Photos/Interview: Jonathan Raa Takes a Close Look at Mumbai's Trash
Every time we post photos, we ask you to share your photos from Asia with us — through email (firstname.lastname@example.org) or Flickr. That's how we connected with Belgian photographer Jonathan Raa. He was tagging his captivating photos from Asia with the "asiasociety" tag on Flickr. Raa is a freelance photographer and a contributor to Getty Images. His work has appeared on websites such as CNN's iReport.
As we scoured through his wealth of tagged photos, the series featured above caught our eye. Issues such as waste clean-up have been long standing probems in some parts of Asia. But Raa's up, close and personal photographs of Mumbai's trash troubles, distinctly highlight how major metropolitan cities like Mumbai have a long way to go in dealing with this issue.
We caught up with Raa through email to find out more about his project.
Why did you choose to do a photo series on Mumbai's trash pile up?
It was almost natural for me to do this project on trash in the streets of Mumbai because you see it everywhere. I also did it to provoke the residents and the Brihanmumbai Municipal Corporation to show them that they have a long way to go to deal with waste and recycling — not only in Mumbai but all over Asia. With photographs you attract more attention then with a report with numbers. Environmental problems go together with the population growth in Mumbai. Some areas of Mumbai city have population densities of around 46,000 per square kilometer. There are other issues like air polution. Breathing in the smoke from Mumbai's vehicles has been likened to smoking more than 20 cigarettes a day!
You have a lot of close-ups of trash on land and in water. How did you find the locations?
I always started my day early morning when the city came to life with 20.5 million people. That's when you had the best view on this issue as well the human creation of it. In Mumbai you have many creeks and rivers. The best photographs I took were while wandering around in unknown parts of Mumbai.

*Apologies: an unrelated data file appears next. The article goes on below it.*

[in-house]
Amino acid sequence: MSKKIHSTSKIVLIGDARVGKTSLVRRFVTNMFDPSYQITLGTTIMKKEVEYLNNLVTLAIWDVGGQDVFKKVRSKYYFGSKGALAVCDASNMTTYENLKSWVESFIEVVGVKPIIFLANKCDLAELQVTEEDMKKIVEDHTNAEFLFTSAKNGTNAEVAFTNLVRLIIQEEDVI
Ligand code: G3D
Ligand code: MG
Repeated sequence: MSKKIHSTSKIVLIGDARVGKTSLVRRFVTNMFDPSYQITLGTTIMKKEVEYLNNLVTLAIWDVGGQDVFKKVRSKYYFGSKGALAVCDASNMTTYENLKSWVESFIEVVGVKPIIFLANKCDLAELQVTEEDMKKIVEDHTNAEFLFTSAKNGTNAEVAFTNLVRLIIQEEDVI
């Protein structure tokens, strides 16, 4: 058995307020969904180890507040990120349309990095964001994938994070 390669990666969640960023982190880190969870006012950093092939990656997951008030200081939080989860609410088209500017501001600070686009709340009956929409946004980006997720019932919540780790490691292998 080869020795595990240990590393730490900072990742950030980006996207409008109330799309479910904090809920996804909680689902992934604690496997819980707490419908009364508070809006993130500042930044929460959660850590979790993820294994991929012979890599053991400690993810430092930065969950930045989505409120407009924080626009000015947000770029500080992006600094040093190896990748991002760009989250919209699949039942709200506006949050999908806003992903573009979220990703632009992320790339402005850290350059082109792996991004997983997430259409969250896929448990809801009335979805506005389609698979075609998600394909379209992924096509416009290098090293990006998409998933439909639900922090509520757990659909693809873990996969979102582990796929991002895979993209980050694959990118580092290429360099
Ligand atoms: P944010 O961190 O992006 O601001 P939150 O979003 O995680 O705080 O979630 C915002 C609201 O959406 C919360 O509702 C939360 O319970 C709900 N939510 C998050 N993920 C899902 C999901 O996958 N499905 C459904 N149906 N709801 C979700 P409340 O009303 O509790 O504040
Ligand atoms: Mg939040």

What were some of the most memorable moments while you were photographing the series?
The two boys in the contaminated river — slum dwellers — used their imagination and worked hard to make something out of the day-to-day objects that others leave behind. There is a lot to learn from the Western world but then there is a lot to learn from slums like Dharavi in Mumbai.
Is your project complete? What do you hope to do with it?
The project is still going on. I am very motivated to take more photographs of these issues and let the Indian government know that they are not dealing with waste management properly and they have to educate their residents about clean recycling. But they do have a few new projects like composting organic waste and using eco-friendly technology for sewage treatment.
You've nicknamed the series "Social Environmental Issues." What is your ultimate goal for the project?
Maybe “21st Century Environment Issues” would be a better title and make it easier for people to find these photos. But photos are photos; the ultimate goal is to find a solution to stop this waste issue with eco-friendly technology in collaboration with Mumbai's residents.